Gawker Media is welcoming more than just readers into its Kinja ad-free community; now publishers are signing up and distributing content on the open commenting and blogging platform. Gawker soft-launched Kinja last January. Since, the company has been aggressively tweaking and adding new tools and features to the platform. Lauren Bertolini, community development manager at Gakwer, implies that the ongoing build-out is centered on keeping the content-producer in mind.
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FEATURED ARTICLE
TRENDING ARTICLE
MOST POPULAR ARTICLE
Relevance is the long-term strategy driving AAM reporting changes
NAA
Newspapers report circulation and other audience data through the Alliance for Audited Media for one reason: to provide advertisers the information they need to make informed buying decisions. Our advertisers want more information, on a timelier basis.

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Native Advertising: The how and why
NAA
Why should a publisher bother with native advertising? The answer is pretty simple. Marketers are spending money on native advertising. In 2013 media buyers expected to see an average increase of 12.6 percent in native ad spending compared to 2012, according to Solve Media.

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CEO update: Celebrating the role of newspapers in protecting free speech
NAA
Where would we be as a nation without the freedom of speech? In fact, 47 percent of Americans voted for free speech as our most important right. NAA CEO Caroline Little details our right to accurate news and why it is very closely tied to our right to free speech and our freedom to challenge leaders and institutions on their practices.

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Business Models


Four takeaways from new owner John Henry's message to readers of The Boston Globe
Nieman Journalism Lab
John Henry’s nearly 2,900-word message to readers of The Boston Globe could have been little more than an exercise in public relations, standing up for what is good and deploring what is bad. Henry’s piece, headlined “Why I bought the Globe,” takes up a full page in the Opinion section of Sunday’s paper. It’s teased on the front page as well. He writes about his life, the Red Sox, the financially struggling news business and what he thinks needs to be done to set it on a sustainable path.
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In Colorado, a small paper looks forward
Columbia Journalism Review
As reporters and editors stream into The Coloradoan newsroom on a Monday morning in September, they glance upward at the page-view numbers beaming from the 55-inch, flatscreen monitor. The journalists savor the metrics, which indicate that Web traffic skyrocketed more than tenfold over the weekend as the newsroom scrambled to produce stories, photo galleries, and videos of the floods that ravaged northern Colorado. While the numbers certainly aren’t all that matters, it’s clear that this small, 140-year-old newspaper now places a lot of emphasis on the metrics. And so far, it seems to be paying off.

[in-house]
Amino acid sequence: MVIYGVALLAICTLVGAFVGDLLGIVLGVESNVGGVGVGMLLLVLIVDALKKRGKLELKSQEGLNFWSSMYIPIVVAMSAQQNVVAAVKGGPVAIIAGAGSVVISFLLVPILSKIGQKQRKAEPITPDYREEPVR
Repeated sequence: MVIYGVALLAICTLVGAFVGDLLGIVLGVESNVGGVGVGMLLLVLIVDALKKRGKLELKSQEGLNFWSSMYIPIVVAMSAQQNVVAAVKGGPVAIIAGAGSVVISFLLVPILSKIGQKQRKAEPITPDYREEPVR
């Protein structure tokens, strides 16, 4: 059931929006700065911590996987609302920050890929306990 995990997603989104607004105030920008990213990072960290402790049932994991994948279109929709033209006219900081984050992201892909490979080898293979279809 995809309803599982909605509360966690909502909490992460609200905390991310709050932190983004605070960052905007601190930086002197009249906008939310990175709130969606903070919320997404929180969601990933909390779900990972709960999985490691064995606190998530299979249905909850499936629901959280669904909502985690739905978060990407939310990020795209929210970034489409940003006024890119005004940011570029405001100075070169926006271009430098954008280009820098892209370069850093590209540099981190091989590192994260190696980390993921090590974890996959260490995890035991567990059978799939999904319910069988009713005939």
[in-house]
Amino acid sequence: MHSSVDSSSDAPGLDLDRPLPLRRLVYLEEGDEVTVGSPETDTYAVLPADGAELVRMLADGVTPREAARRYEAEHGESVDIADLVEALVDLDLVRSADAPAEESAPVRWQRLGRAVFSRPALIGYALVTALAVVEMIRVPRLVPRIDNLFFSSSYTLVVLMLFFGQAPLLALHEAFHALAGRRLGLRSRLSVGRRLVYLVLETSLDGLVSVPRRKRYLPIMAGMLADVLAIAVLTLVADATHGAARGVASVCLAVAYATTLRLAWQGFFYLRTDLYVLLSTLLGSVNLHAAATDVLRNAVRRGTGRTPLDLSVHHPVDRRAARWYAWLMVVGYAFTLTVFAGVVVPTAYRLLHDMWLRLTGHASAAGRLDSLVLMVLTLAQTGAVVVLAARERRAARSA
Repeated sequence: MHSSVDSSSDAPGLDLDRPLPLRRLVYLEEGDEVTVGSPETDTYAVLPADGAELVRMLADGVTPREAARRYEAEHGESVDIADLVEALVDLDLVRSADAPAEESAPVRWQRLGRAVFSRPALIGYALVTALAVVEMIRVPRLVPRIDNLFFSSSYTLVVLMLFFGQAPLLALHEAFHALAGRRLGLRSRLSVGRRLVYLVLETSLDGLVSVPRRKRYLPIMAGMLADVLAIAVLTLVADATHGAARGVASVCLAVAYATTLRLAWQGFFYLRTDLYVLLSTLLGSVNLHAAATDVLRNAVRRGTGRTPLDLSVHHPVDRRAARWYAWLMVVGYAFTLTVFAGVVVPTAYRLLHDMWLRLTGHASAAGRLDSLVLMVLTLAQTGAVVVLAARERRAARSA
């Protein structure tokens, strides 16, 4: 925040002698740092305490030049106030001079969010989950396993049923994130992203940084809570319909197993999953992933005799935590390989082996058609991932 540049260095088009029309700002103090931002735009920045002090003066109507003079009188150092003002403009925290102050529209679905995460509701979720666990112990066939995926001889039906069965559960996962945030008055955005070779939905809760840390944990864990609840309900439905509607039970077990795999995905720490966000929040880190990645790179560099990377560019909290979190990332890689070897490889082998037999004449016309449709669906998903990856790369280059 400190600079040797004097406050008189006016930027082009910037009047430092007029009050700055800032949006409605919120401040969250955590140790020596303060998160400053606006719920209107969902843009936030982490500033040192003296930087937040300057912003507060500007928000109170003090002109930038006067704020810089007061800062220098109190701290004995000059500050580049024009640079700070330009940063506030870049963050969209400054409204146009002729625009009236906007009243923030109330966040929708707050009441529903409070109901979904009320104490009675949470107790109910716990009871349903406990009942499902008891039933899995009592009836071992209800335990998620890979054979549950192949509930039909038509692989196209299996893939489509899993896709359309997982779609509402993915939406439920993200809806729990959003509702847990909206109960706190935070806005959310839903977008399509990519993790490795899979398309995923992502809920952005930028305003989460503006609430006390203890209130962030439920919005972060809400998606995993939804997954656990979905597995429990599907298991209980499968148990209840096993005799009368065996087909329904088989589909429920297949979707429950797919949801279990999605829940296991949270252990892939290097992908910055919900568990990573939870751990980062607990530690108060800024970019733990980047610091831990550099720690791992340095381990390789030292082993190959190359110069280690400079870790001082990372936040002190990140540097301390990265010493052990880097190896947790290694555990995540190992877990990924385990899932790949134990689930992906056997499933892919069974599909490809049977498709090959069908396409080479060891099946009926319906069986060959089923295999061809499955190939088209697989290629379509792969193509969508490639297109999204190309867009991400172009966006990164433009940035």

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Buffet-owned Richmond Times-Dispatch introduces paywall
Poynter
“Giving away content online no longer can be sustained,” Richmond Times-Dispatch publisher Tom Silvestri writes in a letter to readers. “Not if we want to be around for another 160-plus years serving the Richmond region and Virginia with the kind of news reporting that makes a difference and advertising deals that delight.” The Times-Dispatch’s “All Access” plan will operate in a manner now familiar to paywall observers: People who don’t subscribe to the paper will be able to see 20 stories per 30-day period without hitting a gate.
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TRENDING ARTICLES
Missed last week's issue? See which articles your colleagues read most.

    CEO update: Celebrating the role of newspapers in protecting free speech (NAA)
Native Advertising: The how and why (NAA)
WEBINAR — Native Advertising: What it is and what it isn't (NAA)
Associated Press is the latest news organization to try sponsored content (Ad Age)
Data leakage is a serious problem for newspaper websites (NAA)

Don't be left behind. Click here to see what else you missed.
 


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NAA Updates